It won't be long before we see hotels for $10 per night with $150 resort fees. We already have some hotels in Vegas where the resort fees exceed the base cost of the room. Thus your "$20" hotel room ends up as $60, and you only know this once you read the fine print.

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    Gold Jayjami's Avatar
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    Quote Originally Posted by Dan Druff View Post
    Quote Originally Posted by Jayjami View Post
    If you don’t like resort fees, simply don’t patronize establishments that charge them. Why do you want the government to solve this “problem” instead of market forces? I thought you were a conservative.
    Because the resort fees are there for the purpose of misleading the public into believing they are getting a cheaper price than they are in reality.

    Resort fees are not simply an addition to the price point which can figure into the consumer's desire to purchase or not purchase the hotel room.

    They exist solely to allow hotels to publish a false price on the internet, without violating existing law.

    It won't be long before we see hotels for $10 per night with $150 resort fees. We already have some hotels in Vegas where the resort fees exceed the base cost of the room. Thus your "$20" hotel room ends up as $60, and you only know this once you read the fine print.
    Every time I book book a room in Vegas, the resort fees are calculated in the total price right before your credit card is charged. It is no different than a city’s hotel tax, sales tax, or parking fees not being advertised in the price. If you don’t like the way a business operates, you are free to stay somewhere else. That is the way our free market capitalist system works.

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    Quote Originally Posted by Jayjami View Post
    Quote Originally Posted by Dan Druff View Post

    Because the resort fees are there for the purpose of misleading the public into believing they are getting a cheaper price than they are in reality.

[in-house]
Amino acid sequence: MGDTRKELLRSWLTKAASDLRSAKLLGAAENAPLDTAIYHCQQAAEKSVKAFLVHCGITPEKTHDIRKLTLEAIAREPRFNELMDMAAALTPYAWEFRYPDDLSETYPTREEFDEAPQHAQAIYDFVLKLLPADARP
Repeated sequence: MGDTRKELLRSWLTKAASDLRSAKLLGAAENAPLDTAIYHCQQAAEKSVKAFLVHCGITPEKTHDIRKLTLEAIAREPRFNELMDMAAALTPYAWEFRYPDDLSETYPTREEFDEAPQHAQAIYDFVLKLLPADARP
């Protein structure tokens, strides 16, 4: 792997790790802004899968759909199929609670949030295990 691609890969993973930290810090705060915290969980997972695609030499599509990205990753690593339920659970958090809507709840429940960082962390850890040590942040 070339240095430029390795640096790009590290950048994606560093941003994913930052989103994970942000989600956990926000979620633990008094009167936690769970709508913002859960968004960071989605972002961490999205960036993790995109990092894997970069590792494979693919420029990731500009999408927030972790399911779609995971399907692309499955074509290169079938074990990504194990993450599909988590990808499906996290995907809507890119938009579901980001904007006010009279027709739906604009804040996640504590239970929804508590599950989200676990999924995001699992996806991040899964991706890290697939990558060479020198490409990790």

Resort fees are not simply an addition to the price point which can figure into the consumer's desire to purchase or not purchase the hotel room.

    They exist solely to allow hotels to publish a false price on the internet, without violating existing law.

    It won't be long before we see hotels for $10 per night with $150 resort fees. We already have some hotels in Vegas where the resort fees exceed the base cost of the room. Thus your "$20" hotel room ends up as $60, and you only know this once you read the fine print.
    Every time I book a room in Vegas, the resort fees are calculated in the total price right before your credit card is charged. It is no different than a city’s hotel tax, sales tax, or parking fees not being advertised in the price. If you don’t like the way a business operates, you are free to stay somewhere else. That is the way our free market capitalist system works.
    Your answer was so tough to respond to that I decided to take almost a year to think of what to say.

    After 50 weeks of tossing and turning each night over this answer, I'm ready to respond to you.

    This is not the "free market capitalist" system. If it were, there would be no need for resort fees. They would simply publish the full price up front, and the best deal would win.

    The only purpose of resort fees is to mislead. Initially it had a dual purpose -- to mislead AND cheat both travel agents out of commission and cities out of tax. However, the tax dodge thing has long been stopped, and the travel agents are often getting commission on resort fees.